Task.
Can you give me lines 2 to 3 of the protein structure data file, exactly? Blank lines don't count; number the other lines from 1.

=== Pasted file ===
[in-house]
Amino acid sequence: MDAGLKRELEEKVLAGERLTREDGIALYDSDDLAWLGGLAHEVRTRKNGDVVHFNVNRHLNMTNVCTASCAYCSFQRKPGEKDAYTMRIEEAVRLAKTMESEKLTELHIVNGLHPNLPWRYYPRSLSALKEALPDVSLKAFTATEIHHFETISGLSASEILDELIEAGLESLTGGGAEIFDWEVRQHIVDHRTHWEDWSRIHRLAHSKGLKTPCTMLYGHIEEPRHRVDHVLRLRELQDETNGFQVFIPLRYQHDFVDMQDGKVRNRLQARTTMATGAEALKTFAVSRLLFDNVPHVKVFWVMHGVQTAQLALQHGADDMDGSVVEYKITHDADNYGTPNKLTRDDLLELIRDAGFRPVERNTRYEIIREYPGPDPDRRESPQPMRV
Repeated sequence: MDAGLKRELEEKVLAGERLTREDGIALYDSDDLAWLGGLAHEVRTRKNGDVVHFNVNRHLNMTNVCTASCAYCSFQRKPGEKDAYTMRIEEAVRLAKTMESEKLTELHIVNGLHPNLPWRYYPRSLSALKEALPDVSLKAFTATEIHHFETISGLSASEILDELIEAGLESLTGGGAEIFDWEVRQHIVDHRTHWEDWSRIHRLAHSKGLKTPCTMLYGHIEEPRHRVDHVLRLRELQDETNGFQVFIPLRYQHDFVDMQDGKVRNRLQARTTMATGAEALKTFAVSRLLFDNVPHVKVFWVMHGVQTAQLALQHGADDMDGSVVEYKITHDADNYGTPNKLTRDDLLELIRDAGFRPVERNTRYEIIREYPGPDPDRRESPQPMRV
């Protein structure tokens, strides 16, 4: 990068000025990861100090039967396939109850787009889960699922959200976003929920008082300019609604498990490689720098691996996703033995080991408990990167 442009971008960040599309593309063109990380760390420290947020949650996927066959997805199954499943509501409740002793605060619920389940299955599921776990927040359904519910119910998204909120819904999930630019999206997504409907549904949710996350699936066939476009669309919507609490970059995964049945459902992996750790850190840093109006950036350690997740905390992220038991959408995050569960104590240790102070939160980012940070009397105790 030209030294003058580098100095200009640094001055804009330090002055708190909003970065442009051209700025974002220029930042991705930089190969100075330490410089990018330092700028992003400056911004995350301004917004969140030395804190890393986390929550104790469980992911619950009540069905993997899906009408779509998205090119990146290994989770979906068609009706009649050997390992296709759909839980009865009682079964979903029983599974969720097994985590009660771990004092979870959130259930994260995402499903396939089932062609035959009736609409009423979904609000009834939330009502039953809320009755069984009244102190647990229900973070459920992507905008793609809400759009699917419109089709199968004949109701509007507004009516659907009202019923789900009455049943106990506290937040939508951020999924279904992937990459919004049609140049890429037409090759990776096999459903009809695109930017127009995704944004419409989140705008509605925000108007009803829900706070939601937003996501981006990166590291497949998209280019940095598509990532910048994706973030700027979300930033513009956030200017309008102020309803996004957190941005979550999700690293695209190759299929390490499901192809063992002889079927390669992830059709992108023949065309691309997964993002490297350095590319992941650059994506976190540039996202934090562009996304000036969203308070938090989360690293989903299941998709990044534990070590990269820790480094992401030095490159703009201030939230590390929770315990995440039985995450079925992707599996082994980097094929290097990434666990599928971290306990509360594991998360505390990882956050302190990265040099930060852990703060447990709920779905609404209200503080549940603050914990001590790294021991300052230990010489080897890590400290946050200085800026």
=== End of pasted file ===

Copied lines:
Amino acid sequence: MDAGLKRELEEKVLAGERLTREDGIALYDSDDLAWLGGLAHEVRTRKNGDVVHFNVNRHLNMTNVCTASCAYCSFQRKPGEKDAYTMRIEEAVRLAKTMESEKLTELHIVNGLHPNLPWRYYPRSLSALKEALPDVSLKAFTATEIHHFETISGLSASEILDELIEAGLESLTGGGAEIFDWEVRQHIVDHRTHWEDWSRIHRLAHSKGLKTPCTMLYGHIEEPRHRVDHVLRLRELQDETNGFQVFIPLRYQHDFVDMQDGKVRNRLQARTTMATGAEALKTFAVSRLLFDNVPHVKVFWVMHGVQTAQLALQHGADDMDGSVVEYKITHDADNYGTPNKLTRDDLLELIRDAGFRPVERNTRYEIIREYPGPDPDRRESPQPMRV
Repeated sequence: MDAGLKRELEEKVLAGERLTREDGIALYDSDDLAWLGGLAHEVRTRKNGDVVHFNVNRHLNMTNVCTASCAYCSFQRKPGEKDAYTMRIEEAVRLAKTMESEKLTELHIVNGLHPNLPWRYYPRSLSALKEALPDVSLKAFTATEIHHFETISGLSASEILDELIEAGLESLTGGGAEIFDWEVRQHIVDHRTHWEDWSRIHRLAHSKGLKTPCTMLYGHIEEPRHRVDHVLRLRELQDETNGFQVFIPLRYQHDFVDMQDGKVRNRLQARTTMATGAEALKTFAVSRLLFDNVPHVKVFWVMHGVQTAQLALQHGADDMDGSVVEYKITHDADNYGTPNKLTRDDLLELIRDAGFRPVERNTRYEIIREYPGPDPDRRESPQPMRV